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Henry PURCELL (1659-1695) The Fairy Queen (1692)
Anna Dennis (soprano): Mhairi Lawson (soprano): Rowan Pierce (soprano): Carolyn Sampson (soprano): Jeremy Budd (high tenor): Charles Daniels (high tenor, tenor): James Way (high tenor, tenor): Roderick Williams (baritone): Ashley Riches (bass-baritone)
Gabrieli Consort and Gabrieli Players/Paul McCreesh
Texts included SIGNUM SIGCD615 [69:28 + 69:35]
After his stonkingly successful King Arthur, it was only natural that Paul McCreesh would turn to Purcell’s other semi-opera for the next part of his Gabrieli/Signum eries, and he makes it every bit as much of a triumph.
The Fairy Queen is one of that very specific set of works that come from the time when sung-through opera was treated with great suspicion in Britain, and so it’s something of a museum piece, almost unique in the genre, alongside King Arthur. The chief merit of this set is that it lifts it high above the level of a historical artefact and, as far as is possible with this genre, turns it into a piece of musical drama. It’s typical of this series’ commitment to presentation that it contains a whole series of booklet essays which address the work’s historical context, as well as the problems of putting together a performing version for today, and it’s very refreshing to read the views of several performers as they give their perspective on their part in the performance.
It’s a part of this set’s success, but it also speaks of something bigger: the sense of this being a collective achievement. Each individual component - the playing, the singing, the direction - is worthy of praise, but it comes together to produce much more than the sum of its parts. There is a definite feeling of this recording as a performance, not just something put together in the sterility of a studio environment, and so it lives and breathes brilliantly as a piece of entertainment.
The orchestra, for one thing, do a great job of bringing Purcell’s sound world to life. Their sound is, on the whole, rather light, giving the sound an agility that fits the context very well. The strings are particularly vigorous, something you sense right from the opening suite of dances, but they’re backed up by splendid trumpets which add a touch of majesty. When called upon to provide natural effects, they do so delightfully, nowhere more so than the delicious evocation of birds in Act 2, followed swiftly by the most soporific recorders you could imagine to woo Titania to sleep. The multi-faceted “Symphony” that opens Act 4 is a showcase of what they can do, and they acquit themselves wonderfully, complete with regal trumpets and drums. Throughout, the Gabrieli players form the backbone of the performance, providing a veritable kaleidoscope of instrumental colours, and McCreesh’s direction is the driving force behind their excellence. Gabrieli have been performing this music for a quarter-century: it’s clearly close to their heart, and this performing edition must have been a labour of love for McCreesh. The fact that you could say this about all of his Signum releases does not diminish the achievement. He revels in the diversity of what’s on offer, directing each number with equal care, and showing himself to be the absolute master of the treasure box he has opened.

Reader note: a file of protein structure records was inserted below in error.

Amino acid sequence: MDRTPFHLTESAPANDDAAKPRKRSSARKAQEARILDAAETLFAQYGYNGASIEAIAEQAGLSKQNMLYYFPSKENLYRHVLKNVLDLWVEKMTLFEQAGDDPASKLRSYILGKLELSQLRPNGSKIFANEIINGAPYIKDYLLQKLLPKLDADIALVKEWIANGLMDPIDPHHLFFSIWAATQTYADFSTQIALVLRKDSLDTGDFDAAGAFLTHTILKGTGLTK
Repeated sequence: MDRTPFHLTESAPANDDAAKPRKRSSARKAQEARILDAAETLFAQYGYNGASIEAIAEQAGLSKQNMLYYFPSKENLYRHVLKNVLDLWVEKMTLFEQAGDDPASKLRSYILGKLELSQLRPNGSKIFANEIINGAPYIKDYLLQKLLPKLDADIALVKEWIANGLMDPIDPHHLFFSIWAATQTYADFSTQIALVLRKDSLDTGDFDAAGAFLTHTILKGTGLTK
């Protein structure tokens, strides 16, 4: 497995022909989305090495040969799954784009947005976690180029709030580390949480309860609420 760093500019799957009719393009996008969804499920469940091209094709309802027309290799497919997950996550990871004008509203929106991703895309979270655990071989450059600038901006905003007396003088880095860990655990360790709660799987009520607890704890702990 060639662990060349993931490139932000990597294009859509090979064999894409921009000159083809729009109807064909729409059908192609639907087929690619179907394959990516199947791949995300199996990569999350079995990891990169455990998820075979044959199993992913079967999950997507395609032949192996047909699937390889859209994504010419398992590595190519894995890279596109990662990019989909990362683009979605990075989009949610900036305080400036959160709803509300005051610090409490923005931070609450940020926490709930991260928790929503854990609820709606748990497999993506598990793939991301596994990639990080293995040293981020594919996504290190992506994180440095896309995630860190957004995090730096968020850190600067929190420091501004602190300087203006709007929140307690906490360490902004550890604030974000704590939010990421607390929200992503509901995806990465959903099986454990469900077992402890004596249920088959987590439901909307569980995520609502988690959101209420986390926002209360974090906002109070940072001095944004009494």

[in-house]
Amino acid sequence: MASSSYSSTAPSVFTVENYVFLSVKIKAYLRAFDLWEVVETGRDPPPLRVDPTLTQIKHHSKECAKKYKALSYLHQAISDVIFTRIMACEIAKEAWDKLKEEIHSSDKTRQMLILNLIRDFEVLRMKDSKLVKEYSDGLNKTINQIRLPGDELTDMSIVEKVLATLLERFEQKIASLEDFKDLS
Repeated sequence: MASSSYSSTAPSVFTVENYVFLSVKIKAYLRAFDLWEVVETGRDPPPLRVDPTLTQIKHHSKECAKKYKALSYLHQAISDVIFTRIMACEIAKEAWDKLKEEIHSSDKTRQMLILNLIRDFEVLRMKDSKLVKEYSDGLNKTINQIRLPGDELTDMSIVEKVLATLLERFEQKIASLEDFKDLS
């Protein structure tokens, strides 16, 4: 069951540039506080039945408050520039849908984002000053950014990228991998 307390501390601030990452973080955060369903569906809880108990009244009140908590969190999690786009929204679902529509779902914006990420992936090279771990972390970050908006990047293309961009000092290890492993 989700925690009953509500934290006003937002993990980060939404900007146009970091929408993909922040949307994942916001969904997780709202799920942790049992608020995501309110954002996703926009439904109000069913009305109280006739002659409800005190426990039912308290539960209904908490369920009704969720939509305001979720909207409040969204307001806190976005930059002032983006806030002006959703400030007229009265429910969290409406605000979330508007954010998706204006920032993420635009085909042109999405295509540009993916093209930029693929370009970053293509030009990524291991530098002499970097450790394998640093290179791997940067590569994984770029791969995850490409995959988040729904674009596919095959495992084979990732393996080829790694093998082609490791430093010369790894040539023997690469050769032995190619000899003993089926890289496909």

A glance at the list of singers will reveal a list of some of the finest British soloists currently at work, speaking of both the quality of the individuals and McCreesh’s capacity to bind them together as a team. Any one of the sopranos could pack out a hall on their own, never mind together. Carolyn Sampson is both alluring and slightly threatening as the character of Night, later becoming a truly airborne nymph, and singing gorgeously in her plaint “O let me weep.” Anna Dennis is a darkly different soprano as the other allegorical character of Mystery, and she is ideally cast as an imperious Juno.Rowan Pierce utterly delightful in the fairies’ dance of Act 2, and Mhairi Lawson is commanding as the nymph of Act 3.
The men are excellent, too. Nobody works harder than Ashley Riches, who has to inhabit a huge range of characters, from the commanding allegorical figures of Winter and Sleep, to the Drunken Poet, with whom Riches clearly has a lot of fun. James Way’s deliciously sweet tenor is lovely to hear, as is the honeyed tenor of Jeremy Budd. Charles Daniels displays his comic chops effectively in the Act 3 entertainment, and Roderick Williams’ warm baritone makes him a commanding god of marriage in the final scenes. The chorus, who have to play a huge range of parts in this work, sound excellent throughout, particularly in the splendour of the Act 4 masque.
There’ll always be something a little odd about sitting down and listening to a piece like The Fairy Queen from start to finish with the libretto in front of you: so much of the action takes place in the spoken text, which is not recorded here, that you’ll only ever get the gist of the action and so it’s difficult to get swept up in the plot the way you would do in Mozart or Puccini, or even in Purcell’s own Dido. However, McCreesh sets before us a lovely box of jewels in which we can lose ourselves, holding each of Purcell’s gems up to the light and marvelling at the effects it produces.
McCreesh’s Signum/Gabrieli releases are turning into the most reliably recommendable series in the classical music world of today. It’s hardly surprising for me to say that this is warmly recommended.